I found myself staring at my desk in the office last week – papers piled on one side, and an array of stationery items and books scattered across the other (not to mention the stack of ‘to do’ paperwork on the shelf beside).
I knew I had to sort it all out but the sense of being overwhelmed from ‘where to begin’ was huge and so I turned away from it all and went to make a cup of tea.
It was whilst I was drinking my tea and trying not to think about what I had to face on my desk (while at the same time beating myself up on the inside about the fact that I was procrastinating) that I had a realisation.
I wasn’t procrastinating. I was facing an executive functioning challenge.
Executive functioning, as a most basic explanation, relates to how we organise, plan and regulate ourselves. It can be about how we manage the transition from one task to another, how we keep track of things, and how we know what order to do things in.
My problem, when I looked at it properly, was not that I was simply putting off the task of sorting out my desk. My problem was that I didn’t know where to begin, or how to tackle the task in a way that I could effectively ‘step things out’, organise my paperwork and stationery, and make choices about what I no longer needed.
The realisation was in some ways a relief – particularly as I sat and mentally reflected on all the times throughout my life where I thought procrastination had been my choice, but instead it was that I hadn’t had a simple or clear enough plan to be able to work through my executive functioning challenges.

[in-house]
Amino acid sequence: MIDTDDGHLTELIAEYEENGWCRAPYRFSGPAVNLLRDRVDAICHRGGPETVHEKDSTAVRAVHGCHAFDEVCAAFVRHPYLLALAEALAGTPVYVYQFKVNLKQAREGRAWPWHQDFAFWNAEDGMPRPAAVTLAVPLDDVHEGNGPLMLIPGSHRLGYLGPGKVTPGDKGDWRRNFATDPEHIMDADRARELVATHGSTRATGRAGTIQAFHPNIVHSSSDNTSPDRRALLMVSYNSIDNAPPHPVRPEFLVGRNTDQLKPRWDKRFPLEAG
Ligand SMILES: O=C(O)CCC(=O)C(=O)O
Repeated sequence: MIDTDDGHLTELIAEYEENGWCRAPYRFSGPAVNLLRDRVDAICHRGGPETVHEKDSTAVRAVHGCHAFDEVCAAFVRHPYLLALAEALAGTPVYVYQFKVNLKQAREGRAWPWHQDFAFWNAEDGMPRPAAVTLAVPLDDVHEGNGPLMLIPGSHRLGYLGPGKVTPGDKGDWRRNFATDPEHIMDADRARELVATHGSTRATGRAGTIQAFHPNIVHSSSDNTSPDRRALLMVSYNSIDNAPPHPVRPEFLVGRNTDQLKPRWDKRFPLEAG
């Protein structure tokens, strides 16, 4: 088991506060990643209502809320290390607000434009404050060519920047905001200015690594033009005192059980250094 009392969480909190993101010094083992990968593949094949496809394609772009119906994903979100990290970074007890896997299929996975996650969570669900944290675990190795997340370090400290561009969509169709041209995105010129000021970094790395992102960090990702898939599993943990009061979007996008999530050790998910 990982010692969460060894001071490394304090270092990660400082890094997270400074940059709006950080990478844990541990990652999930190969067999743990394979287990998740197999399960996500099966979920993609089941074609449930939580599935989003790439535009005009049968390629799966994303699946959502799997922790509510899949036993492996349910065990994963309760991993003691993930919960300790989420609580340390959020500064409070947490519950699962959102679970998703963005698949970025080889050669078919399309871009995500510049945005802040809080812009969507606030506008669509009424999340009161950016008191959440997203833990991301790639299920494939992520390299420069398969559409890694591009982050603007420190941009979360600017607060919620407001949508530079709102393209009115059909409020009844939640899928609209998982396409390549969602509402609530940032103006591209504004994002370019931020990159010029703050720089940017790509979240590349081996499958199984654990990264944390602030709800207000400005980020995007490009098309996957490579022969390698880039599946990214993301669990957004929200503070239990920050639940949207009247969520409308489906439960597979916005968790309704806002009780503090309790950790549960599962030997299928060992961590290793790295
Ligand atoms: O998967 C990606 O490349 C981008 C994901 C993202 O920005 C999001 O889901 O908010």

Could this be the case for you, when you know that a task has to be done but you just can’t do it? (Cleaning the house or doing the grocery shopping?)
Or could this be the case for your child or student who appears to be lazy or who seems to put things off? (School projects not being done or messy bedrooms not being cleaned?)
When we begin to look at the problem through the lense of executive functioning, we then change the script to one of ‘how can we work this out’ as opposed to ‘come on, hurry up and get it done’. When we acknowledge that sometimes some of us need support to tackle what seem like simple tasks, we change the landscape of guilt and blame to one of ‘let’s find a way to help’.
So my job for today is to create a plan for myself, that gives me a system of how to tackle my desk. It will be about creating steps to follow and having a back up person on standby to help me through anything that I stumble with.
And I challenge you to think about how you can remove the guilt and blame from your own thoughts, or find a way to support your own child or student with an organisation or sorting task that they may be struggling with too.
Procrastination or Executive Functioning Challenge? Change the way you think about it, and you’ll pave the way to making it better.
Written by Elissa Plumridge